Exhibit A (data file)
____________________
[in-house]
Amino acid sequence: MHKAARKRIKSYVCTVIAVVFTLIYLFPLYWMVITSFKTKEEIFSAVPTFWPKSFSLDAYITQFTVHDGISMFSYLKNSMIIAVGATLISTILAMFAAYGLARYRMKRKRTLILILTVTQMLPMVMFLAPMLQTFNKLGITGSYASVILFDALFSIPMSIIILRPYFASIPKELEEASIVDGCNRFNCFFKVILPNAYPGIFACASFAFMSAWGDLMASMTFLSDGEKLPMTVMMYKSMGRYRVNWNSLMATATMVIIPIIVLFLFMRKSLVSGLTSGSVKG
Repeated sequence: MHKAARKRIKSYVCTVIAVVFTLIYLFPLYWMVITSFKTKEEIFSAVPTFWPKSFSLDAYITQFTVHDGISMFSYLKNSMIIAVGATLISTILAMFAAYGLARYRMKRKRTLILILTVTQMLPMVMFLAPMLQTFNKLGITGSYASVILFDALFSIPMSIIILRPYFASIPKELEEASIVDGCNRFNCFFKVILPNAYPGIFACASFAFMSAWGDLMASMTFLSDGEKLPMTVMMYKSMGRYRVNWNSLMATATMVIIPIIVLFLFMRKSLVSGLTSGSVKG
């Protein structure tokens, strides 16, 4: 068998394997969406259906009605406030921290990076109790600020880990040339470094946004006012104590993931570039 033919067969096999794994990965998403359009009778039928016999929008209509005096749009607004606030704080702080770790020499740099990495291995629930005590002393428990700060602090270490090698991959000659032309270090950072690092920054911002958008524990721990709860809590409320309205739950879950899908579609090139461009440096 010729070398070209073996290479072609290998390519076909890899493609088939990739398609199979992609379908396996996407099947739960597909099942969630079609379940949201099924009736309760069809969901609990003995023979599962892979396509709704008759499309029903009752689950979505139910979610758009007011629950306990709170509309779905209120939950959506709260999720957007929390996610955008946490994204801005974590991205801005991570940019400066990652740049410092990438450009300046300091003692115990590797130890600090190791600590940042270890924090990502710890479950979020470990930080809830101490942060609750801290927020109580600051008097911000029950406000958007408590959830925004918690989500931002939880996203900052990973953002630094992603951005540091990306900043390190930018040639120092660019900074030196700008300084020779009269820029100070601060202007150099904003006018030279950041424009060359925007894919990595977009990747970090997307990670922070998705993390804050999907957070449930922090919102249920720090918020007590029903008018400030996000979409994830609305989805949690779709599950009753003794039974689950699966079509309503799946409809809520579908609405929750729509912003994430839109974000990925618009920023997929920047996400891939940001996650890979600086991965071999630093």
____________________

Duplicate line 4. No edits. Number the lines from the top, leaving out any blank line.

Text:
């Protein structure tokens, strides 16, 4: 068998394997969406259906009605406030921290990076109790600020880990040339470094946004006012104590993931570039 033919067969096999794994990965998403359009009778039928016999929008209509005096749009607004606030704080702080770790020499740099990495291995629930005590002393428990700060602090270490090698991959000659032309270090950072690092920054911002958008524990721990709860809590409320309205739950879950899908579609090139461009440096 010729070398070209073996290479072609290998390519076909890899493609088939990739398609199979992609379908396996996407099947739960597909099942969630079609379940949201099924009736309760069809969901609990003995023979599962892979396509709704008759499309029903009752689950979505139910979610758009007011629950306990709170509309779905209120939950959506709260999720957007929390996610955008946490994204801005974590991205801005991570940019400066990652740049410092990438450009300046300091003692115990590797130890600090190791600590940042270890924090990502710890479950979020470990930080809830101490942060609750801290927020109580600051008097911000029950406000958007408590959830925004918690989500931002939880996203900052990973953002630094992603951005540091990306900043390190930018040639120092660019900074030196700008300084020779009269820029100070601060202007150099904003006018030279950041424009060359925007894919990595977009990747970090997307990670922070998705993390804050999907957070449930922090919102249920720090918020007590029903008018400030996000979409994830609305989805949690779709599950009753003794039974689950699966079509309503799946409809809520579908609405929750729509912003994430839109974000990925618009920023997929920047996400891939940001996650890979600086991965071999630093």